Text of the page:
Education young conservationists - DUC Greenwing and WCE Programs
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Educating young conservationists

The Ducks Unlimited Greenwing program helped shape a flock of conservationists in Canada. That flock has taken wing and education staff are now connecting with youth in new ways.

October 28, 2016
Educating young conservationists
Legacy Greenwing Megan Porath, left, is now enrolled in University of Manitoba’s environmental sciences program. ©DUC

It’s October 2, 2016.  On this warm autumn morning, a group of 20 people assemble outside a one-room wooden lodge adjacent to Oak Hammock Marsh, Man.

Once a ranger’s cabin, the structure is now mainly used for bird banding activities. A red sheet, draped over the building’s south-facing exterior wall, conceals a plaque listing the names of over 100 Legacy Greenwings.

Nathalie Bays, the manager of the Oak Hammock Marsh Interpretive Centre, drops the curtain to applause. One by one, proud families search for familiar names, and pose for pictures next to the plaque.

A vision for the future

Introduced in 1973, the Greenwing program was Ducks Unlimited’s alternative to organizations like Girl Guides and Boy Scouts. “Our vision was to help young people learn about the many values that wetlands provide while having fun enjoying the outdoors—and that one day, when they grew up, that they might become leaders for wetland conservation,” says Rick Wishart, DUC’s first national director of education, who’s since retired from the role.

Adults could purchase a single yearly membership for a child, or with a one-time donation of $300, they could sponsor a child’s Legacy Greenwing membership until adulthood.

Legacy Greenwings were also entitled to receive Puddler magazine and then, as they grew older, Conservator magazine, as well as attend occasional Greenwing events.

Another unique part of the Legacy Greenwing program, Wishart says, was “that the names of each Legacy Greenwing would be engraved on a plaque and as each 100 new Legacies were named in a province, that plaque would be commemorated at a special wetland celebration.”

DUC held the first Legacy Greenwing commemoration in Manitoba in 1998; this one at Oak Hammock is the last.

Leaving an important legacy

Jean Olson is at the final ceremony. A retired DUC employee, Olson sponsored 10 Legacy Greenwings, including her granddaughter, two grandsons, and a nephew who is currently pursuing a degree in environmental studies. “It was a great way to get the kids involved,” says Olson.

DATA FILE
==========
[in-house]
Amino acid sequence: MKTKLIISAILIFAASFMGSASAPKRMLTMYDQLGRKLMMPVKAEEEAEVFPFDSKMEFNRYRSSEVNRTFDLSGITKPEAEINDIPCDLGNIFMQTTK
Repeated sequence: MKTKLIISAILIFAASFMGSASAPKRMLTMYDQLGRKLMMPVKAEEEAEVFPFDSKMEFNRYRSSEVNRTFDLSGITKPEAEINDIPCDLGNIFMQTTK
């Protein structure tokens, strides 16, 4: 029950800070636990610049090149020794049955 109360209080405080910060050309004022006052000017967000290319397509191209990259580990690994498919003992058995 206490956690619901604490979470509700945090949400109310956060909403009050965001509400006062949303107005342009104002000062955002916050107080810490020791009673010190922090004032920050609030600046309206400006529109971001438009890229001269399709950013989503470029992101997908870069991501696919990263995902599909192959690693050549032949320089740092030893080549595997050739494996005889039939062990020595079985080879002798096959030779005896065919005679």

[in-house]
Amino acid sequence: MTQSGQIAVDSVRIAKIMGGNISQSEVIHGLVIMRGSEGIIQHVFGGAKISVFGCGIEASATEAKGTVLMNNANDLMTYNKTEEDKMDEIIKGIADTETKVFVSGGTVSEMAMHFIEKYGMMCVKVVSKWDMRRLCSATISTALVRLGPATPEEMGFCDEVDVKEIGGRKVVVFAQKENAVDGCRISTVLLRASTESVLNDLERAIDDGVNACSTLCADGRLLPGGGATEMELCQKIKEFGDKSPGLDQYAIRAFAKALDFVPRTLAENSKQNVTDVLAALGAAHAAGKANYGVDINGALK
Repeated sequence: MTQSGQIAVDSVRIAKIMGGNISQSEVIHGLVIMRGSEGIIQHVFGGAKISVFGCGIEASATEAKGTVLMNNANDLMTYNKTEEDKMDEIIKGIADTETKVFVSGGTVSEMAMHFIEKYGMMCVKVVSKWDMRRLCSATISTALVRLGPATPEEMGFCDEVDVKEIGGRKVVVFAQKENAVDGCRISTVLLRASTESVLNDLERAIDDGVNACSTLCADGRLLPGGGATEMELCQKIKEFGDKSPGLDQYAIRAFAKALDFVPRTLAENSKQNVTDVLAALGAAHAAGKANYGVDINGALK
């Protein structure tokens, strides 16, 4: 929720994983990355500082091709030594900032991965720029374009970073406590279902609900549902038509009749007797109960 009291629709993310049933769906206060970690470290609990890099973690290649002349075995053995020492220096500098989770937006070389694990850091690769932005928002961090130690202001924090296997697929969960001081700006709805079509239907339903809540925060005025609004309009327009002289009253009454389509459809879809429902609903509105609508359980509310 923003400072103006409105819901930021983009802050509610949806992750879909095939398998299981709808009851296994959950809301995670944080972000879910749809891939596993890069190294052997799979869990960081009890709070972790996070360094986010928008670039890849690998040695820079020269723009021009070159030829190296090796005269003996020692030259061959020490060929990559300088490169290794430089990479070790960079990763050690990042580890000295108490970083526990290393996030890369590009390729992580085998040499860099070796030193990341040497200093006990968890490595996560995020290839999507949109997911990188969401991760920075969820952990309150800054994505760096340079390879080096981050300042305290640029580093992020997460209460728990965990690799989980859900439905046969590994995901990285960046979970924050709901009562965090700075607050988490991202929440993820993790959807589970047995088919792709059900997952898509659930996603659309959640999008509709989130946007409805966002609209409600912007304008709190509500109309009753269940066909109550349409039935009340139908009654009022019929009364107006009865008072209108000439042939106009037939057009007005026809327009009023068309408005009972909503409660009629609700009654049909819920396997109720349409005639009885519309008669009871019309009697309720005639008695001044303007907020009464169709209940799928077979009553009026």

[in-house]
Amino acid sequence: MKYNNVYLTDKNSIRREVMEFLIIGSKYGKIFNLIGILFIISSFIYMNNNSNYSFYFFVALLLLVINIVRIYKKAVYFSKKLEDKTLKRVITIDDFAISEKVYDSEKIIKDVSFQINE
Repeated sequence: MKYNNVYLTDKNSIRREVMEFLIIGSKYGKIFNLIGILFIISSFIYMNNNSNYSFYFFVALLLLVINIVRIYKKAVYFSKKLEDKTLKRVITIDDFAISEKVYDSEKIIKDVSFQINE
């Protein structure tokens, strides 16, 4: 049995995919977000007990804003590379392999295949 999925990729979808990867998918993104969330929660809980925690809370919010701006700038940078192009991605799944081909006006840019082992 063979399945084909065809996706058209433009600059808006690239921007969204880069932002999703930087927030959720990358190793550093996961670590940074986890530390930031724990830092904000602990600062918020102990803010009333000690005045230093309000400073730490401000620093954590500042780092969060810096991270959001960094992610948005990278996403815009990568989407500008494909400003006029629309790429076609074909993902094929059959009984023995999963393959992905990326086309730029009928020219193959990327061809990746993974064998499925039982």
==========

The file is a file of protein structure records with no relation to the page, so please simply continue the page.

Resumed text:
Greenwing Program
Jean Olson, right, sponsored 10 Legacy Greenwings, including her granddaughter, two grandsons, and a nephew who is currently pursuing a degree in environmental studies. ©DUC

Also attending is Megan Porath, a Legacy Greenwing. A proud byproduct of the program, Porath’s now enrolled in University of Manitoba’s environmental sciences program.

“The Greenwing program was something I always looked forward to,” she says. Porath credits her many hours spent outdoors with fellow Greenwings with her ability to identify different wildlife and fauna. She recalls using these skills while on an elementary school trip to FortWhyte Alive, a park and educational facility, located in Winnipeg, Man.

“It was very natural to me,” says Porath. “Whereas for my classmates at the time, it was all really new to them.”

Educating a new generation of conservationists

Porath’s former classmates–youth who might not otherwise learn about the outdoors and conservation– are the kinds of kids that DUC wants to connect with now, says Merebeth Switzer, DUC’s current national director of education.

“We know many Legacy Greenwings have gone on to pursue careers in conservation, or have become valuable DUC volunteers,” says Switzer. “We’re so proud of that. But in 2016, and moving forward, we want to connect with all youth. We’re looking for opportunities to engage more youth outside the DU family and to create a wider, more inclusive flock of conservationists.”

One way DUC’s education team is meeting this goal is by connecting with educators, support staff, and students in schools across Canada through Wetland Centres of Excellence (WCE).

WCE’s allow students in primary and secondary schools to learn about the many functions and benefits of wetlands–and the species that rely on them–by getting students active in local wetland projects.

In places like Rivers, Man., the school’s WCE has become a vital part of student life, and the backbone of a wetland management class.

“What we’ve noticed is that the ‘fringe’ kids, the ones that maybe have trouble at home, or who are excluded from other groups, often spend a lot of time outdoors. And at the wetland, they become the leaders,” says Rivers Collegiate Principal Mike Klassen.

Stories like Klassen’s fuel DUC’s commitment to connect with youth in the class, says Switzer.

“Every child deserves a wetland moment,” she says.

As Porath and Klassen have shown, whether that wetland moment happened in the past as a Legacy Greenwing or happens today in an outdoor classroom, it could lead to life dedicated to conservation.